“Why the Jollof Rice debate is not a waste of time”

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… Coca-Cola and Pepsi are from the USA, Heineken is from Netherlands, so why can’t Nigerian Jollof rule the world?
By Ediale Kingsley 
So in a recent show, our dear Lai Mohammed goofed.  Then our dearly beloved VP, Osinbajo was a hero, for the umpteenth time. However, some people feel it’s a drag. They think is a worthless debate we have on the Jollof Rice topic. You do not understand how the Jollof rice debate affects us as a nation? You wonder why Lai’s Senegalese Jollof rice endorsement over the Nigerian Jollof should raise dust? Well, you need to first understand the basics.
Currently, no subject matches the economic importance of the Jollof rice. The different variances of Jollof rice are the most consumed food in Nigeria. Do the economic statistics and see the figures. Then juxtapose with the economic statistics of any subject you think we rather focus on. Already we saw how crude oil messed us up in the recent recession. As enterprising as entertainment and football may appear, it won’t match up the figures. The official, unofficial, professional and regular chefs or food vendors in the Jollof Rice Industry will always outdo whatever figures of employment provided in Nollywood, Nigerian Music and sports put together (I talk football, there’s even a radio station dedicated to talking just sports and people listen. I don’t think the economies of all those talks are anything close to that of Jollof Rice).
It looks may appear so flimsy, but this debate and trending brand battle is a fight for competitive advantage. Food is a global product, a cultural identity, an international commodity and a key item in world tourism. Coca-Cola and Pepsi are from the USA, Heineken is from Netherlands, So why can’t Nigerian Jollof rule the world?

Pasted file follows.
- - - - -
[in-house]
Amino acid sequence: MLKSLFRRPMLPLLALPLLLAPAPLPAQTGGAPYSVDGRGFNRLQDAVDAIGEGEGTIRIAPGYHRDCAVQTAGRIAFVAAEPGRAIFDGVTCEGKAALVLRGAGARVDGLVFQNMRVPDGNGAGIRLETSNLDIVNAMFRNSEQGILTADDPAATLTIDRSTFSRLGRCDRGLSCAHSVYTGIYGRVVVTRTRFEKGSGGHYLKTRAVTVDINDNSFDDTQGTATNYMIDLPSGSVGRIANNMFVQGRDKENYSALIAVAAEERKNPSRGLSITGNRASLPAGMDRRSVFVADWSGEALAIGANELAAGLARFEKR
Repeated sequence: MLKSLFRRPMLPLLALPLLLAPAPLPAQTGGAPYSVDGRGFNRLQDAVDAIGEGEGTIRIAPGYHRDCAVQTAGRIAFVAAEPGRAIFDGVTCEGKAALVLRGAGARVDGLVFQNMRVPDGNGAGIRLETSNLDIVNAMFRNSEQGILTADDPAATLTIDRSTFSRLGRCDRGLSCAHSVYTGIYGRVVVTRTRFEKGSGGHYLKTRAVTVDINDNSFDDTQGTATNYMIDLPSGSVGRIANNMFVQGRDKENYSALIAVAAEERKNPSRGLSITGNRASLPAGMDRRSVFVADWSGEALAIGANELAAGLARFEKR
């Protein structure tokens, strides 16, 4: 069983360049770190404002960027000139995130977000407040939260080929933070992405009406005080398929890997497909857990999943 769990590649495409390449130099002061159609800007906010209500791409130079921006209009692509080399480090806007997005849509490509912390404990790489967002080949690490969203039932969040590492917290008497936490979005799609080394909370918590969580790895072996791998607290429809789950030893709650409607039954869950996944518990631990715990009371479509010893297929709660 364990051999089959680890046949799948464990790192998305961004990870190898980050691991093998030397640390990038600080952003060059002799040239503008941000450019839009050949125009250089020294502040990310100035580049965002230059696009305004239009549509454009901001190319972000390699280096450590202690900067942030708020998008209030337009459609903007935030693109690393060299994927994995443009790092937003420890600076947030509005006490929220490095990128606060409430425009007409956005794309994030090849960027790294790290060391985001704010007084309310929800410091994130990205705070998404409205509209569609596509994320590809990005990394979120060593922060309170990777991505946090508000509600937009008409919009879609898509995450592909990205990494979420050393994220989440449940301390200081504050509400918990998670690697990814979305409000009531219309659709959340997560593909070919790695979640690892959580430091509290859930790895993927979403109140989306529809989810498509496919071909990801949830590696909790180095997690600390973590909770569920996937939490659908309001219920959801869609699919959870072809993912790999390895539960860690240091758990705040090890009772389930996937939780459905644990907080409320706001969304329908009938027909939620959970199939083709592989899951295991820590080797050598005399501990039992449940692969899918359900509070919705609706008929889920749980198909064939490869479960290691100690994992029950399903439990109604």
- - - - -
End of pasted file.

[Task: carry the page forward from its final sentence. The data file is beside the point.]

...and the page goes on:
Social media has made everyone a qualified social commentator and this has made a lot of people feel their weightless opinions are apt. Someone even soliloquised on his social media page that Richard Quest must have been bitten by the Nigerianess of things to be asking such a lame question. According to this guy, Quest should have rather focused on Security, Power, Infrastructure, and other economic Issues. What he fails to understand is that most third world countries have had to climb that global ladder of international and economic success through ‘Soft Power’ ( Soft Power is the use of national brands to invigorate your global status, cultural, business and political forces). In a recent ranking by the Monocle magazine, 30 most influential countries were ranked. While it was individuals, Leo Messi and Pope Francis, that helped dragged Argentina to spot 30. Whereas, the blue-and-white robot cat comic character, Doraemon, was part of the items that took Japan to rank-spot 4. So why are we taken this Jollof Rice thing easy?
Take Cheese, for instance, we all know not to mess with the French and their cheese. They invented Comté, camembert, and Croque madames (a.k.a. Some of the Most Delicious Things You Will Ever Put in Your Mouth, Ever), and then figured out a way to mainline the stuff without getting fat. And only recently in a global competition (Yeah, imagine there’s a competition for it. In fact there are several branded and billion dollars sponsored versions of global competition for cheese: From ‘The International Cheese Awards’ to ‘World Cheese Awards’ e.t.c) tagged World Cheese Awards held in San Sebastian—an annual event held by the Guild of Fine Foods—a blue cheese from Norway claimed the title of world’s best cheese. And France isn’t happy about losing that battle. They are currently mourning that loss! So, again, I say why we must take our ‘Jollof’ rice identity with kids’ gloves.
We have talked about these Jollof Rice for too long. Someone should take the initiative, make it a national pride. 130 years ago, Coca-Cola was just a drink recipe in the hands of family food vendor. Today, it’s the pride of United States. It contributes to the U.S economy.

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